Given the regional history of Thanksgiving, one might think it is a uniquely American holiday.

We grew up reciting plays of pilgrims and Native Americans breaking bread in Plymouth, Massachusetts, often in cringe-worthy homemade costumes and paper hats. While many of us have since learned that the true origins of Thanksgiving are far too dark and genocidal for an elementary school play, the tradition of gathering and feasting is often our strongest association with the third Thursday of November. Thanksgiving celebrations in American households typically host the same crowd pleasers: a gigantic turkey, mashed potatoes, greens, stuffing, cranberry sauce, and gravy. These Thanksgiving staples appear to be widespread across the nation, offering a consistent set of traditions in American culture. Thanksgiving and harvest celebrations, however, are not at all unique to the United States. In fact, these celebrations occur around the world! The following countries partake in their own versions of Thanksgiving with varying historical origins.

Germany: Erntedankfest

Meaning “the harvest festival of thanks,” Erntedankfest takes place on the first Sunday of October in Germany. Some argue that this religious holiday has taken place for thousands of years – predating our Thanksgiving by many centuries. On this religious holiday, participants wear a harvest crown, or Erntekrone, made of grain, flowers, fruit, and colorful ribbon. Church altars display seasonal fruits, vegetables, and wheat. Autumnal parades, celebrations, and feasts carry on for up to three days! Traditional Erntedankfest foods include honeycomb, freshly harvested produce, and die Masthühnchen, or “fattened up chicken.”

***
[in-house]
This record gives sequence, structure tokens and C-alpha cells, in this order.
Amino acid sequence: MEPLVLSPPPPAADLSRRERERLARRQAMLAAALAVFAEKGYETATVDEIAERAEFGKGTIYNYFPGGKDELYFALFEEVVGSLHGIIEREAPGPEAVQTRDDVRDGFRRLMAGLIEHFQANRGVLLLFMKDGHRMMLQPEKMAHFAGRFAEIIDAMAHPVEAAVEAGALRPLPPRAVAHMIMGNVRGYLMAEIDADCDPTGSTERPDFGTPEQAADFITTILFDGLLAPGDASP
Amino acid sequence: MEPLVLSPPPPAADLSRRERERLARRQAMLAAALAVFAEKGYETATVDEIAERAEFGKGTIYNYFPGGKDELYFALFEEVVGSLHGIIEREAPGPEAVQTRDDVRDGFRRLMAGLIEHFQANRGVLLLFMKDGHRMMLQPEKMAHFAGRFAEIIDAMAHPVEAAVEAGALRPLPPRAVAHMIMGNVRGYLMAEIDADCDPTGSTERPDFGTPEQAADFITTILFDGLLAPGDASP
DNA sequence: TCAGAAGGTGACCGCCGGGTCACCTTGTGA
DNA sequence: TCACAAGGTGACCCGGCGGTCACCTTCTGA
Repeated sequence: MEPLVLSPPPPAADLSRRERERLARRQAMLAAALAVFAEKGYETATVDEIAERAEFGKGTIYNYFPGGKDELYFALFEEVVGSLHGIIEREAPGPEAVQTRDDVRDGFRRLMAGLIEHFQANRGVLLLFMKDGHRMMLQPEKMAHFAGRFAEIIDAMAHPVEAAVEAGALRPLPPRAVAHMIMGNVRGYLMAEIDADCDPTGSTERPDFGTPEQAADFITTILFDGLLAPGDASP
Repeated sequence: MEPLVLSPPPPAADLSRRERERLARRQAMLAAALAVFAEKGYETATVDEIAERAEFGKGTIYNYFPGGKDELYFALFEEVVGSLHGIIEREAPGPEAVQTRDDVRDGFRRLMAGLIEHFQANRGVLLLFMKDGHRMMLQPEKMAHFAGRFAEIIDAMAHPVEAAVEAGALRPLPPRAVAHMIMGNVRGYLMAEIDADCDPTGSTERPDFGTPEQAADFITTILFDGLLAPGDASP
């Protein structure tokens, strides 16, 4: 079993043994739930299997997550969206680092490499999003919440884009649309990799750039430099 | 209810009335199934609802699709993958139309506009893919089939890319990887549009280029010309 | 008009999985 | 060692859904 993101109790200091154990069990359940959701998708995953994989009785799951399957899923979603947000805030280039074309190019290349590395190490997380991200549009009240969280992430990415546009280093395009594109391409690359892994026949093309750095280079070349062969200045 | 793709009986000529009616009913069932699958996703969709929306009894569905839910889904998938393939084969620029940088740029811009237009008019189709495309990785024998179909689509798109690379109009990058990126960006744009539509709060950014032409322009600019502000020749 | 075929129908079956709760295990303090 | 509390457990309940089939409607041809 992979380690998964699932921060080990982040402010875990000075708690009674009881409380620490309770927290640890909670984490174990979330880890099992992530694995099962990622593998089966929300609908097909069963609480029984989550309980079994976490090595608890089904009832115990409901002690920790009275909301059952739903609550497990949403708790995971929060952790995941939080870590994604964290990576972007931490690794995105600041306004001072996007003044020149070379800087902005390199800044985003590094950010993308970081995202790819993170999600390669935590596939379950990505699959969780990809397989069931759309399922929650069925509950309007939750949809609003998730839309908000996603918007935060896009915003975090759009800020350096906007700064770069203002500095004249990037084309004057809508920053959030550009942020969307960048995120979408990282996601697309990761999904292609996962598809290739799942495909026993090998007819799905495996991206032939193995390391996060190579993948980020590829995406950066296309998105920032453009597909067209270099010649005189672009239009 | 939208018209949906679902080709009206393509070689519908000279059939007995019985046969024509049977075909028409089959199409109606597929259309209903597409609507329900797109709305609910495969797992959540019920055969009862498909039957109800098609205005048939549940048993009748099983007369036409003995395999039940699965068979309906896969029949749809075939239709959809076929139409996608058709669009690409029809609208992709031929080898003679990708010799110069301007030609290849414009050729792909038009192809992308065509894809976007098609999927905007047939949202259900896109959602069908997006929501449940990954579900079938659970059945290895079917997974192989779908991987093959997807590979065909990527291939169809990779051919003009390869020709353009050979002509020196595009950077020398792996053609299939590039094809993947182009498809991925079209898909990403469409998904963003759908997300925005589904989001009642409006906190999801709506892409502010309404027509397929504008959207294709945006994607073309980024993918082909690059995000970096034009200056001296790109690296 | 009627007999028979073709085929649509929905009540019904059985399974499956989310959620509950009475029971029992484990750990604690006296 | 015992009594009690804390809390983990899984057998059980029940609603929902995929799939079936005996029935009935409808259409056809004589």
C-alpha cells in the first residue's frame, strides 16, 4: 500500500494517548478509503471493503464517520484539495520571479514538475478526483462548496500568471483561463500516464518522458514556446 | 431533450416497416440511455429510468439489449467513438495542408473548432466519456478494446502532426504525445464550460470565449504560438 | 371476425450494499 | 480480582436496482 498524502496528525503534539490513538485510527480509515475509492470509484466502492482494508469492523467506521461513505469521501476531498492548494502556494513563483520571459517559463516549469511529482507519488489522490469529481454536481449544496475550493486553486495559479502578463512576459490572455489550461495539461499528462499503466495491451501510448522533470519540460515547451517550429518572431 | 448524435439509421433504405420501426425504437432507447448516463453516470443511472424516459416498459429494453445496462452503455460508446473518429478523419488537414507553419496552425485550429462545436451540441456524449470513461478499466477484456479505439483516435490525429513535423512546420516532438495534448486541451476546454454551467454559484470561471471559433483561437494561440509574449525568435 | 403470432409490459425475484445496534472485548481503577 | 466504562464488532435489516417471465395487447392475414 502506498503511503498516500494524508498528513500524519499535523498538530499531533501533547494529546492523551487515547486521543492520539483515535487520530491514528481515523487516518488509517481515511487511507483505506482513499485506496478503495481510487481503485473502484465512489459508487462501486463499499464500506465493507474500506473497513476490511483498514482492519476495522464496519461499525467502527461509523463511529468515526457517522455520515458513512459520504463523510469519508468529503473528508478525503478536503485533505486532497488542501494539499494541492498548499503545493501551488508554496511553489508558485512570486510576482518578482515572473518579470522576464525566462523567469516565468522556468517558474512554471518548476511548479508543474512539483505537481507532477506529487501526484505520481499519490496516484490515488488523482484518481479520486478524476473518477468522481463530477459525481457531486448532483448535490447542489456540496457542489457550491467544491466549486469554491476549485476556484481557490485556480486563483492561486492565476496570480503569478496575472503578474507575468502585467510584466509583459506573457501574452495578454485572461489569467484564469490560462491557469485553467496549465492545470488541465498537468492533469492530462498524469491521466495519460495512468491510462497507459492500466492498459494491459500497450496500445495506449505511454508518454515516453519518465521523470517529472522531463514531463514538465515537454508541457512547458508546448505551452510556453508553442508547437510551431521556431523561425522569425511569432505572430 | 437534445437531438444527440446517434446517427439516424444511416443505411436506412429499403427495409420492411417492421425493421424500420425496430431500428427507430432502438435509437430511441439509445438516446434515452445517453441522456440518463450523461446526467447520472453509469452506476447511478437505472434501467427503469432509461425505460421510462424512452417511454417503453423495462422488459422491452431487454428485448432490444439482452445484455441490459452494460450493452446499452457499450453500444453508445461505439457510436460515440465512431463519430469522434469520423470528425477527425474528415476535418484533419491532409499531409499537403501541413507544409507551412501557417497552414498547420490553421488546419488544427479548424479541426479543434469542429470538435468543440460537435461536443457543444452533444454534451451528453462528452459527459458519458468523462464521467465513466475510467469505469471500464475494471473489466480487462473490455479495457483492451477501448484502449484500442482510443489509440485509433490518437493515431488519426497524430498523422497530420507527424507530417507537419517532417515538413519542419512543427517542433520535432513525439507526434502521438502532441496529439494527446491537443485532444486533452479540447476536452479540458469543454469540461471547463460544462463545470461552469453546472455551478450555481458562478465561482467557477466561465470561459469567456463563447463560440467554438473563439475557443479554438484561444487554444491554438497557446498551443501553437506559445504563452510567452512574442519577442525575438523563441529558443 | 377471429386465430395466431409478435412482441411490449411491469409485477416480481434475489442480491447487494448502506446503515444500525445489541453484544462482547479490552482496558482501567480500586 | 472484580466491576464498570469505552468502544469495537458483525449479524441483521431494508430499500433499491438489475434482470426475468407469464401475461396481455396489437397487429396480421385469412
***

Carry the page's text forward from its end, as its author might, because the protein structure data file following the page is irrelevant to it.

Liberia’s version of Thanksgiving occurs on the first Thursday of November. Thanksgiving in Liberia shares many of the American traditions, no doubt influenced by the country’s history of establishment, circa the 1820s. With the help of the American Colonization Society, formerly enslaved Africans came to Liberia for liberation and opportunity. From a passing glance, you might mistake a Liberian Thanksgiving feast for an American one. Liberians celebrate Thanksgiving with spicy roast chicken, mashed cassava, and green bean casserole.

Japan: Kinro Kansha no Hi

The Japanese version of Thanksgiving is meant to honor labor, practice gratitude, and celebrate production. Occurring on November 23rd, this holiday evolved from an ancient rice harvest festival Niiname-Sai that celebrated the harvest of the five grains. Some scholars date the practice of Niiname-Sai to 667-686 AD. Japan’s modern celebration of Thanksgiving, “Kinro Kansha no Hi,” meaning Labor Thanksgiving Day, was established three years after World War II. Postwar, Japan experienced constitutional changes that championed the inclusion of human and labor rights. Japan’s version of Thanksgiving does not include feasting, but instead the exchange of small candies, chocolates, and letters of thanks.

Israel: Sukkot

Meaning “booths,” Sukkot is one of three pilgrimage festivals celebrated in Israel. During Sukkot, Jewish people honor harvest and remember their liberation from Egyptian slavery and the 40 years spent wandering to Israel. During these 40 years, Jews lived in temporary homes called sukkahs made out of dry palms and branches. Today while celebrating Sukkot, Jewish Israelis create sukkahs to dwell in. Families commonly decorate sukkah huts with leaves, fruits, and vegetables. During Sukkot, you may hear “chag sameach” meaning “joyous festival!”

Vietnam: Tết Trung Thu Festival

This mid-autumn moon festival is an ancient celebration of children. Dating back as far as 15,000 years ago in Southeast Asia, Tết Trung Thu is said to have evolved from parents making up for time spent laboring during the harvest season. This joyous holiday is celebrated under a full moon to represent fullness and prosperity – illuminating a night full of mooncakes, paper lanterns, and parades.


Autumnal celebrations are not limited to just the United States or those listed. Harvest provides a time for closeness, reflection, and harmony that is recognized by a laundry list of cultures.